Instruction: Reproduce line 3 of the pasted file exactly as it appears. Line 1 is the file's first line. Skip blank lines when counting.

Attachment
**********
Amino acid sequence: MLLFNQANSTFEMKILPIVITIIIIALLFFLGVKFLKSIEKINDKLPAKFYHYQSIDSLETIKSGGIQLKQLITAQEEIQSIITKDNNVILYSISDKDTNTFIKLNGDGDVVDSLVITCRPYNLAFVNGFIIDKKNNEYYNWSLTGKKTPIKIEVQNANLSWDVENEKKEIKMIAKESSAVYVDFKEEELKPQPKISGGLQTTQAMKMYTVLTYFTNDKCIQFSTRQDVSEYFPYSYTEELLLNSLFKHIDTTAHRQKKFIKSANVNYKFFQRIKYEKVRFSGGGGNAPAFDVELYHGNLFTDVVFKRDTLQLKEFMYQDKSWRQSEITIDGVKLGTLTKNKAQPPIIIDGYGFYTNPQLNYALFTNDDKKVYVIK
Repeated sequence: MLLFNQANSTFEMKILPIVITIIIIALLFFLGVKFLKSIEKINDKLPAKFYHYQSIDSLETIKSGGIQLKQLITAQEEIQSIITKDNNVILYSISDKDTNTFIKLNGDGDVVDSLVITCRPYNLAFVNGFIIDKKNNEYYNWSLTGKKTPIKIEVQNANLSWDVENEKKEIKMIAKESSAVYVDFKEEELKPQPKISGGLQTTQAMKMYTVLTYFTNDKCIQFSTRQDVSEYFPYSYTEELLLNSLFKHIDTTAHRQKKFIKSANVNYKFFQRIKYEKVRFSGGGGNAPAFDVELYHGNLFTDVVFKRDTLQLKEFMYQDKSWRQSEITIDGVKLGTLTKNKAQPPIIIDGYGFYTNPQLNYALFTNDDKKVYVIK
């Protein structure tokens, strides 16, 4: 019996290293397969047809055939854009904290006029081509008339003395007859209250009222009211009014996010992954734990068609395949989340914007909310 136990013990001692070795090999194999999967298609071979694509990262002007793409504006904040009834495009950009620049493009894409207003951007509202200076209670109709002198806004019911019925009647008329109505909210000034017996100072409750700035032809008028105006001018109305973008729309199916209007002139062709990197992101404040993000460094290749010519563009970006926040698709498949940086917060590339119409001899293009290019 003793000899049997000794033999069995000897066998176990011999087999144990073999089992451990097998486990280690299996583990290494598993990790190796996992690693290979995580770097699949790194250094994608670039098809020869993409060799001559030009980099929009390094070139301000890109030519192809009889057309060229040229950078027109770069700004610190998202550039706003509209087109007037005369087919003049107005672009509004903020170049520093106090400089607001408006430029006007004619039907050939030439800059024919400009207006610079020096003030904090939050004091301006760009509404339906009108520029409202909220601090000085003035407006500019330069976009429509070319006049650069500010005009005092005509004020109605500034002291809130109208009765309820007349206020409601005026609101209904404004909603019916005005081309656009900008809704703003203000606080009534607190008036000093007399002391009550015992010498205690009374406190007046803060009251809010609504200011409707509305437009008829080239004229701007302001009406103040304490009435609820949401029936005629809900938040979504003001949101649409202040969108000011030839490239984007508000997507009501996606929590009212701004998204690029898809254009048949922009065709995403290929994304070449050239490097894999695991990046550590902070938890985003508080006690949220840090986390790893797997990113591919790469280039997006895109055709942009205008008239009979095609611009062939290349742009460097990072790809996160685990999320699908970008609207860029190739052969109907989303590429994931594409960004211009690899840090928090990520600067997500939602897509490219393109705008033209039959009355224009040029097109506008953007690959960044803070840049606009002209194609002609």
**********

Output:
């Protein structure tokens, strides 16, 4: 019996290293397969047809055939854009904290006029081509008339003395007859209250009222009211009014996010992954734990068609395949989340914007909310 136990013990001692070795090999194999999967298609071979694509990262002007793409504006904040009834495009950009620049493009894409207003951007509202200076209670109709002198806004019911019925009647008329109505909210000034017996100072409750700035032809008028105006001018109305973008729309199916209007002139062709990197992101404040993000460094290749010519563009970006926040698709498949940086917060590339119409001899293009290019 003793000899049997000794033999069995000897066998176990011999087999144990073999089992451990097998486990280690299996583990290494598993990790190796996992690693290979995580770097699949790194250094994608670039098809020869993409060799001559030009980099929009390094070139301000890109030519192809009889057309060229040229950078027109770069700004610190998202550039706003509209087109007037005369087919003049107005672009509004903020170049520093106090400089607001408006430029006007004619039907050939030439800059024919400009207006610079020096003030904090939050004091301006760009509404339906009108520029409202909220601090000085003035407006500019330069976009429509070319006049650069500010005009005092005509004020109605500034002291809130109208009765309820007349206020409601005026609101209904404004909603019916005005081309656009900008809704703003203000606080009534607190008036000093007399002391009550015992010498205690009374406190007046803060009251809010609504200011409707509305437009008829080239004229701007302001009406103040304490009435609820949401029936005629809900938040979504003001949101649409202040969108000011030839490239984007508000997507009501996606929590009212701004998204690029898809254009048949922009065709995403290929994304070449050239490097894999695991990046550590902070938890985003508080006690949220840090986390790893797997990113591919790469280039997006895109055709942009205008008239009979095609611009062939290349742009460097990072790809996160685990999320699908970008609207860029190739052969109907989303590429994931594409960004211009690899840090928090990520600067997500939602897509490219393109705008033209039959009355224009040029097109506008953007690959960044803070840049606009002209194609002609």